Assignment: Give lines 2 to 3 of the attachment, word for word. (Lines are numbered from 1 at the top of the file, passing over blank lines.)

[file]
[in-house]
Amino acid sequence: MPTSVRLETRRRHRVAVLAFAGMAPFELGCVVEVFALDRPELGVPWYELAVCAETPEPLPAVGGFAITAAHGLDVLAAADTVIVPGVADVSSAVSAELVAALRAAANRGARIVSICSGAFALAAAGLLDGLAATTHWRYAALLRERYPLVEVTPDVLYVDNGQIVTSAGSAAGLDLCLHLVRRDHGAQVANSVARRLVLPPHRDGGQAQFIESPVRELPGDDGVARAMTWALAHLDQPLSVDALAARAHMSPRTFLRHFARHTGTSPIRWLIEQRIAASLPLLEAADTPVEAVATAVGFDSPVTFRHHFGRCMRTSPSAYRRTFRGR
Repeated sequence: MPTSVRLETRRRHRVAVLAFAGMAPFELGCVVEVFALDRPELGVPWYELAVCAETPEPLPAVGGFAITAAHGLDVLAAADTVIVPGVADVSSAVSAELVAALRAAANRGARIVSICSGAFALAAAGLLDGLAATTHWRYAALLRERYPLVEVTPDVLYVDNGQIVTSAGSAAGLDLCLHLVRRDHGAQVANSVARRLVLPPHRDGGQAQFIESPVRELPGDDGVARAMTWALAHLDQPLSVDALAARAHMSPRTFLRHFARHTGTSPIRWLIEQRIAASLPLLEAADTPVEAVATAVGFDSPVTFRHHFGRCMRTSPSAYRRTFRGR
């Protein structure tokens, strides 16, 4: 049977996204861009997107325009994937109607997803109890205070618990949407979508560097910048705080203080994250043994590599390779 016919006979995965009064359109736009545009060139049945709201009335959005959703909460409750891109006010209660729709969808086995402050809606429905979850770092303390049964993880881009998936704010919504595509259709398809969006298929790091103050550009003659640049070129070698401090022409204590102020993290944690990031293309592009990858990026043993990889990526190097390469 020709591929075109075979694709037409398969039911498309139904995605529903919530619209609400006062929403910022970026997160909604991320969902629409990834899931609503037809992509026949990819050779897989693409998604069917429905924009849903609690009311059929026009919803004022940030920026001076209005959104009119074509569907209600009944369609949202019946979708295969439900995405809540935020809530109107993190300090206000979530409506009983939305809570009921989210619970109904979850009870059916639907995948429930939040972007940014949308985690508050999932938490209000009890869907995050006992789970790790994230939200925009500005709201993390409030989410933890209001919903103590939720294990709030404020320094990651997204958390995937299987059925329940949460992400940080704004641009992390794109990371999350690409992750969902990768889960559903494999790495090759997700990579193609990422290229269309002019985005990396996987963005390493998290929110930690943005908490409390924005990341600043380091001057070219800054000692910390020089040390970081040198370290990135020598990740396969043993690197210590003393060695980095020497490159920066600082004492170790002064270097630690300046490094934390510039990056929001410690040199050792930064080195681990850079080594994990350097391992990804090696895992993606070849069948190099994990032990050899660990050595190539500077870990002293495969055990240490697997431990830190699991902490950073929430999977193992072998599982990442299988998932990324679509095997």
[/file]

Amino acid sequence: MPTSVRLETRRRHRVAVLAFAGMAPFELGCVVEVFALDRPELGVPWYELAVCAETPEPLPAVGGFAITAAHGLDVLAAADTVIVPGVADVSSAVSAELVAALRAAANRGARIVSICSGAFALAAAGLLDGLAATTHWRYAALLRERYPLVEVTPDVLYVDNGQIVTSAGSAAGLDLCLHLVRRDHGAQVANSVARRLVLPPHRDGGQAQFIESPVRELPGDDGVARAMTWALAHLDQPLSVDALAARAHMSPRTFLRHFARHTGTSPIRWLIEQRIAASLPLLEAADTPVEAVATAVGFDSPVTFRHHFGRCMRTSPSAYRRTFRGR
Repeated sequence: MPTSVRLETRRRHRVAVLAFAGMAPFELGCVVEVFALDRPELGVPWYELAVCAETPEPLPAVGGFAITAAHGLDVLAAADTVIVPGVADVSSAVSAELVAALRAAANRGARIVSICSGAFALAAAGLLDGLAATTHWRYAALLRERYPLVEVTPDVLYVDNGQIVTSAGSAAGLDLCLHLVRRDHGAQVANSVARRLVLPPHRDGGQAQFIESPVRELPGDDGVARAMTWALAHLDQPLSVDALAARAHMSPRTFLRHFARHTGTSPIRWLIEQRIAASLPLLEAADTPVEAVATAVGFDSPVTFRHHFGRCMRTSPSAYRRTFRGR